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J Cardiovasc Pharmacol Ther. 2002 Oct;7(4):235-40.

Effects of adrenomedullin on human myocyte contractile function and beta-adrenergic response.

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1
Department of Surgery, Medical University of South Carolina, Charleston, SC 29425, USA.

Abstract

BACKGROUND:

Adrenomedullin has been demonstrated to cause systemic vasodilation, and increased plasma adrenomedullin levels have been observed in cardiovascular disease states such as heart failure. While adrenomedullin receptors have been localized to the myocardium, the effects of adrenomedullin on human myocyte contractility remained unknown.

METHODS AND RESULTS:

Left ventricular myocytes were isolated from myocardial biopsies of patients (n = 16) undergoing elective coronary artery bypass surgery with normal left ventricular ejection fractions (51 +/- 1%). A total of 233 left ventricular myocytes were studied by videomicroscopy. Myocyte shortening velocity (microm/s) was measured at baseline and following the addition of either 3 nM, 30 nM, or 60 nM of adrenomedullin. The change in myocyte shortening velocity with increasing concentrations of adrenomedullin was computed. At all concentrations, adrenomedullin reduced myocyte shortening velocity from baseline values (P < 0.05). Next, the potential interaction of adrenomedullin with the beta-adrenergic receptor system was examined using 25 nM isoproterenol. The beta-adrenergic receptor-mediated increase in the myocyte shortening velocity was blunted with adrenomedullin (29 +/- 7 vs 63 +/- 13 microm/s, P < 0.05).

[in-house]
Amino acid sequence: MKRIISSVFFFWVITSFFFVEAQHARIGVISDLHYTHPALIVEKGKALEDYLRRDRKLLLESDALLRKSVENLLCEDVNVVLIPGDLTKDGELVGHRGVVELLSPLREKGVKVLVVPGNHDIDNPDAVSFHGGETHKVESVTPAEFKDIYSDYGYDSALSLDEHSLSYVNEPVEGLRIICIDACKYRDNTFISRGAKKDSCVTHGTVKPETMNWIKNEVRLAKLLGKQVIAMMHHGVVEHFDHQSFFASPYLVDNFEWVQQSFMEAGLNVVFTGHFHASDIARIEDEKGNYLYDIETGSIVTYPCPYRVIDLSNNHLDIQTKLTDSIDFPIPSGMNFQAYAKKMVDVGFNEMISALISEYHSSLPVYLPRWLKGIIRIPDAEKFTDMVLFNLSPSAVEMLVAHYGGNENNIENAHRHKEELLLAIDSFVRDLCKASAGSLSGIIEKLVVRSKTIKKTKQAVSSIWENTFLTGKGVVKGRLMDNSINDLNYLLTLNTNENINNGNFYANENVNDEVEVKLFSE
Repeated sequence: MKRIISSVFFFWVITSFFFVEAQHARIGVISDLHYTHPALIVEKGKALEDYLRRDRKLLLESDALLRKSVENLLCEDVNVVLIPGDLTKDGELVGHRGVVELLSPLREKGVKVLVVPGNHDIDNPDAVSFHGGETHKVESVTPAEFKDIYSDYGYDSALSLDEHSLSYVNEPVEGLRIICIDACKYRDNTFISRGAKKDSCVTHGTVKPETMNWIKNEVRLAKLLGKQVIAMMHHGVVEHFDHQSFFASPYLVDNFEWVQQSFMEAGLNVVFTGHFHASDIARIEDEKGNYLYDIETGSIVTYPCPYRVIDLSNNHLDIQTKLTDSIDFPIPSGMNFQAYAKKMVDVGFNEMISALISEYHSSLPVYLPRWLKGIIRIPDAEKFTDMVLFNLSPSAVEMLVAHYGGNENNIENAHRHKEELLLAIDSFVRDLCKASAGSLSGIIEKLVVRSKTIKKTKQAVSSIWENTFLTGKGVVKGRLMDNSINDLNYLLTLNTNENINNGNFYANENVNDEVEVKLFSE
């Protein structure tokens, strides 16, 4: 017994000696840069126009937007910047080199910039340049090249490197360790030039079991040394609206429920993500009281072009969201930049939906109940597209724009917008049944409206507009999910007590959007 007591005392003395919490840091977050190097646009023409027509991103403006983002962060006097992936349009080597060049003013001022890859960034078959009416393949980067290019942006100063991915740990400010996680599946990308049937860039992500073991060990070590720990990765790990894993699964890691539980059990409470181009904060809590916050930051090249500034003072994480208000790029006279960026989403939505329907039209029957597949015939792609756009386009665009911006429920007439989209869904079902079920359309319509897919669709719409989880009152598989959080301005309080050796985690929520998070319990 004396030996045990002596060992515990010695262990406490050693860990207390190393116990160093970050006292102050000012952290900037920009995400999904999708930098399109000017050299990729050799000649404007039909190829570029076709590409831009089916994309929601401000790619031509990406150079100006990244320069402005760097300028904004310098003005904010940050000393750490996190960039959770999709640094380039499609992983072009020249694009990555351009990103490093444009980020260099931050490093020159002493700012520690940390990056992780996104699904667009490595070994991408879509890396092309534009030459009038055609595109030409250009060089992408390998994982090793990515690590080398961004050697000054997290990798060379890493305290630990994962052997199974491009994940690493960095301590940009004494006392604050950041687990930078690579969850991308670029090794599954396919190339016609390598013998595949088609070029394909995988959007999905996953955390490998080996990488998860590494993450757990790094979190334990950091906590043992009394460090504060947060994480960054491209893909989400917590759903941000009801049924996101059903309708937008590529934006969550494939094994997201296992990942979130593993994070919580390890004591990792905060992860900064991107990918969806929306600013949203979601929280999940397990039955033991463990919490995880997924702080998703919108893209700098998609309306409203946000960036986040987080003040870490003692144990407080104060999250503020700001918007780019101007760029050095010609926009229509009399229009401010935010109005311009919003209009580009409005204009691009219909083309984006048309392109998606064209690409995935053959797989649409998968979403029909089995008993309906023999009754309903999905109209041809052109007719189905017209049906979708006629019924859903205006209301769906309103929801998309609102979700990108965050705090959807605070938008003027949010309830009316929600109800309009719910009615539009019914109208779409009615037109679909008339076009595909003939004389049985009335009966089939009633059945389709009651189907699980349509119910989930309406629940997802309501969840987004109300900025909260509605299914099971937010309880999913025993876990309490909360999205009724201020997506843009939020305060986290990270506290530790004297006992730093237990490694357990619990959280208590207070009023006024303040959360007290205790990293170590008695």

CONCLUSIONS:

These unique findings demonstrate that adrenomedullin reduced contractility in isolated human left ventricular myocytes and exhibited a negative interaction with the beta-adrenergic receptor system. Past studies have shown that adrenomedullin induces nitric oxide synthesis and that nitric oxide can uncouple myocyte metabolism. Thus, while adrenomedullin causes systemic vasodilation, this peptide can also exert a negative contractile effect in human left ventricular myocytes.

PMID:
12490969
DOI:
10.1177/107424840200700406
[Indexed for MEDLINE]

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